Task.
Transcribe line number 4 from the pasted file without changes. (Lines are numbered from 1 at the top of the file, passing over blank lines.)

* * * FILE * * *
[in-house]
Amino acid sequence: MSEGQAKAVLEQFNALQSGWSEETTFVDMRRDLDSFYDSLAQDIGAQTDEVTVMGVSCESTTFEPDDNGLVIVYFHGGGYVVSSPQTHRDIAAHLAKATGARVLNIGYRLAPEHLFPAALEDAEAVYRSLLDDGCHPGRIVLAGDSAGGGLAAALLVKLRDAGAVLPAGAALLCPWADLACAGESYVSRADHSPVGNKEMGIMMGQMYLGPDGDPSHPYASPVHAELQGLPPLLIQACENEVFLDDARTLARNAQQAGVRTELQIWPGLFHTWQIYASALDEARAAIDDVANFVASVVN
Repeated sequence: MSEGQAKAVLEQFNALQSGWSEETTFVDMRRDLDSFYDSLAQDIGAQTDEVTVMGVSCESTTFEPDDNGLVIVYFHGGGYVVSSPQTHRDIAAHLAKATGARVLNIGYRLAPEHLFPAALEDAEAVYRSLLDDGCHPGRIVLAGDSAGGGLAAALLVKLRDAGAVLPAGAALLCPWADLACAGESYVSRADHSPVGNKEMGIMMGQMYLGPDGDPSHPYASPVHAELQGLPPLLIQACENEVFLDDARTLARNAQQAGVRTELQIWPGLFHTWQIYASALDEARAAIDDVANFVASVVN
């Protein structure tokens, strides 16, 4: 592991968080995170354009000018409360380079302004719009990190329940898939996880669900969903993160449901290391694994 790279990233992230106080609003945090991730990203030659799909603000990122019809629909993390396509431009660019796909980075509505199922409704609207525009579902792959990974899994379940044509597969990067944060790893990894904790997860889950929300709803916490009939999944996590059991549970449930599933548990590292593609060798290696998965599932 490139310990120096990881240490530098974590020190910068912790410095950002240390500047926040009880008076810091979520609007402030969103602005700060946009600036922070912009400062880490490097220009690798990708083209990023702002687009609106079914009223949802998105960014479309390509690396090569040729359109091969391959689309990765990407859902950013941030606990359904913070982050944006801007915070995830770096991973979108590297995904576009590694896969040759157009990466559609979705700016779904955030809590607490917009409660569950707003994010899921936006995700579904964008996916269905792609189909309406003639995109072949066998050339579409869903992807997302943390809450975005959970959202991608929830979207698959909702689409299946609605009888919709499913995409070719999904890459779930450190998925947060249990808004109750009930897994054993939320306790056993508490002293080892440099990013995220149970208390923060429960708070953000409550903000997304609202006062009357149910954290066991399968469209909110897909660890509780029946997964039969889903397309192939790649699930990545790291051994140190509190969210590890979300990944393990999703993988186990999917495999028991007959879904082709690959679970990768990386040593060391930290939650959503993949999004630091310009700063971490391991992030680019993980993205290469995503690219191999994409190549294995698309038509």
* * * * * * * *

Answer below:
């Protein structure tokens, strides 16, 4: 592991968080995170354009000018409360380079302004719009990190329940898939996880669900969903993160449901290391694994 790279990233992230106080609003945090991730990203030659799909603000990122019809629909993390396509431009660019796909980075509505199922409704609207525009579902792959990974899994379940044509597969990067944060790893990894904790997860889950929300709803916490009939999944996590059991549970449930599933548990590292593609060798290696998965599932 490139310990120096990881240490530098974590020190910068912790410095950002240390500047926040009880008076810091979520609007402030969103602005700060946009600036922070912009400062880490490097220009690798990708083209990023702002687009609106079914009223949802998105960014479309390509690396090569040729359109091969391959689309990765990407859902950013941030606990359904913070982050944006801007915070995830770096991973979108590297995904576009590694896969040759157009990466559609979705700016779904955030809590607490917009409660569950707003994010899921936006995700579904964008996916269905792609189909309406003639995109072949066998050339579409869903992807997302943390809450975005959970959202991608929830979207698959909702689409299946609605009888919709499913995409070719999904890459779930450190998925947060249990808004109750009930897994054993939320306790056993508490002293080892440099990013995220149970208390923060429960708070953000409550903000997304609202006062009357149910954290066991399968469209909110897909660890509780029946997964039969889903397309192939790649699930990545790291051994140190509190969210590890979300990944393990999703993988186990999917495999028991007959879904082709690959679970990768990386040593060391930290939650959503993949999004630091310009700063971490391991992030680019993980993205290469995503690219191999994409190549294995698309038509």